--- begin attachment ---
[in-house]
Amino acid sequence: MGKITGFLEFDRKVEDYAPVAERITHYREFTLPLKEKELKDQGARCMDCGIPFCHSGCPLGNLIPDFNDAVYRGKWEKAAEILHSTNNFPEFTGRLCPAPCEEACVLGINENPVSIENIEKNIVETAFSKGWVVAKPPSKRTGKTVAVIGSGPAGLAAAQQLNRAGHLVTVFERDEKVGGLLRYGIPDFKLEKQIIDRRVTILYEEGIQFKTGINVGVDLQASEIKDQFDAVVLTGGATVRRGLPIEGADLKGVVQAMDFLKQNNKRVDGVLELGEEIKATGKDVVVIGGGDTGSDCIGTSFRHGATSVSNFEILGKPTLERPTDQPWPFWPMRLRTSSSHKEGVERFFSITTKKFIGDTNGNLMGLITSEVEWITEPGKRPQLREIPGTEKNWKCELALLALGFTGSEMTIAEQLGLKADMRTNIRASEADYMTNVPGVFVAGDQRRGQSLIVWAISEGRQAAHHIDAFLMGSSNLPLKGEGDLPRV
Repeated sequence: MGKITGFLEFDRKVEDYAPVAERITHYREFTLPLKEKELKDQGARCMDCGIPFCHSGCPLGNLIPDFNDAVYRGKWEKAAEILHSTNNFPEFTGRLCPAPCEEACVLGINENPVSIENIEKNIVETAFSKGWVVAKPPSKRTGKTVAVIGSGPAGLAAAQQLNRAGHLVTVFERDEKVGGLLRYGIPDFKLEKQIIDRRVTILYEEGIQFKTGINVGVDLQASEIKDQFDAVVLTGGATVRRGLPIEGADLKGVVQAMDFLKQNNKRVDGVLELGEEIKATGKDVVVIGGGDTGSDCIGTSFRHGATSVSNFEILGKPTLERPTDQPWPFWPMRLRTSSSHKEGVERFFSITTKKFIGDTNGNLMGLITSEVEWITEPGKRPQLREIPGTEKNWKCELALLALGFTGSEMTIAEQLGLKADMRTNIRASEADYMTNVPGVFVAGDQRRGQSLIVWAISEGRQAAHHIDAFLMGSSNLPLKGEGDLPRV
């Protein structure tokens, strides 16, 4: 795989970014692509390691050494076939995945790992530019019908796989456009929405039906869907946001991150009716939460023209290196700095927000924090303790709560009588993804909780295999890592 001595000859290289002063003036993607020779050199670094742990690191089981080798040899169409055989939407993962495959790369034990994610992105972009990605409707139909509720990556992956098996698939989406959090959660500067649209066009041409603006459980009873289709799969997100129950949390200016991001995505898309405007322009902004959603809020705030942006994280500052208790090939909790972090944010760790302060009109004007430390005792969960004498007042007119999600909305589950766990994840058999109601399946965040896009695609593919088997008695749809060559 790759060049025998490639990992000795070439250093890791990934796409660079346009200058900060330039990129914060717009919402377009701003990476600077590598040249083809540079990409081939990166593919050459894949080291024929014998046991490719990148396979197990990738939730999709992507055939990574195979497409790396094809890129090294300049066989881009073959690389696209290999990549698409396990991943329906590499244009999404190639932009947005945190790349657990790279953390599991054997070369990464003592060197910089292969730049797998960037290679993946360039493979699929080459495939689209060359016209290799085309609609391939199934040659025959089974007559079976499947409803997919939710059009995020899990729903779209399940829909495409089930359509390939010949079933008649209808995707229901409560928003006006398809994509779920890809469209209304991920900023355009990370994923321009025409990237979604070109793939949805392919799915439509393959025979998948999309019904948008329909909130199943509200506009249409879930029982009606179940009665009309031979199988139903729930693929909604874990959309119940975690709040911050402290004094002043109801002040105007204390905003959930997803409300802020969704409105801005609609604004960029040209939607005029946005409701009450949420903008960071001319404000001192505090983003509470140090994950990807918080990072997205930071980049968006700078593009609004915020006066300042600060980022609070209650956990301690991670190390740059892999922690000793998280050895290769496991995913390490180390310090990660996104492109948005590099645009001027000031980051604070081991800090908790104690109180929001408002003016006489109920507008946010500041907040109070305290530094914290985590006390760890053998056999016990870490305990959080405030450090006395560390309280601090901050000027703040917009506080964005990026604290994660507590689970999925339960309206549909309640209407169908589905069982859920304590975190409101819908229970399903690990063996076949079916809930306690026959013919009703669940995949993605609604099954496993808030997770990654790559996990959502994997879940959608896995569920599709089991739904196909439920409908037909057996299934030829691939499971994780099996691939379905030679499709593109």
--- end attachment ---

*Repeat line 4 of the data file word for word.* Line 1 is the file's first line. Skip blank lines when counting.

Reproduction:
């Protein structure tokens, strides 16, 4: 795989970014692509390691050494076939995945790992530019019908796989456009929405039906869907946001991150009716939460023209290196700095927000924090303790709560009588993804909780295999890592 001595000859290289002063003036993607020779050199670094742990690191089981080798040899169409055989939407993962495959790369034990994610992105972009990605409707139909509720990556992956098996698939989406959090959660500067649209066009041409603006459980009873289709799969997100129950949390200016991001995505898309405007322009902004959603809020705030942006994280500052208790090939909790972090944010760790302060009109004007430390005792969960004498007042007119999600909305589950766990994840058999109601399946965040896009695609593919088997008695749809060559 790759060049025998490639990992000795070439250093890791990934796409660079346009200058900060330039990129914060717009919402377009701003990476600077590598040249083809540079990409081939990166593919050459894949080291024929014998046991490719990148396979197990990738939730999709992507055939990574195979497409790396094809890129090294300049066989881009073959690389696209290999990549698409396990991943329906590499244009999404190639932009947005945190790349657990790279953390599991054997070369990464003592060197910089292969730049797998960037290679993946360039493979699929080459495939689209060359016209290799085309609609391939199934040659025959089974007559079976499947409803997919939710059009995020899990729903779209399940829909495409089930359509390939010949079933008649209808995707229901409560928003006006398809994509779920890809469209209304991920900023355009990370994923321009025409990237979604070109793939949805392919799915439509393959025979998948999309019904948008329909909130199943509200506009249409879930029982009606179940009665009309031979199988139903729930693929909604874990959309119940975690709040911050402290004094002043109801002040105007204390905003959930997803409300802020969704409105801005609609604004960029040209939607005029946005409701009450949420903008960071001319404000001192505090983003509470140090994950990807918080990072997205930071980049968006700078593009609004915020006066300042600060980022609070209650956990301690991670190390740059892999922690000793998280050895290769496991995913390490180390310090990660996104492109948005590099645009001027000031980051604070081991800090908790104690109180929001408002003016006489109920507008946010500041907040109070305290530094914290985590006390760890053998056999016990870490305990959080405030450090006395560390309280601090901050000027703040917009506080964005990026604290994660507590689970999925339960309206549909309640209407169908589905069982859920304590975190409101819908229970399903690990063996076949079916809930306690026959013919009703669940995949993605609604099954496993808030997770990654790559996990959502994997879940959608896995569920599709089991739904196909439920409908037909057996299934030829691939499971994780099996691939379905030679499709593109």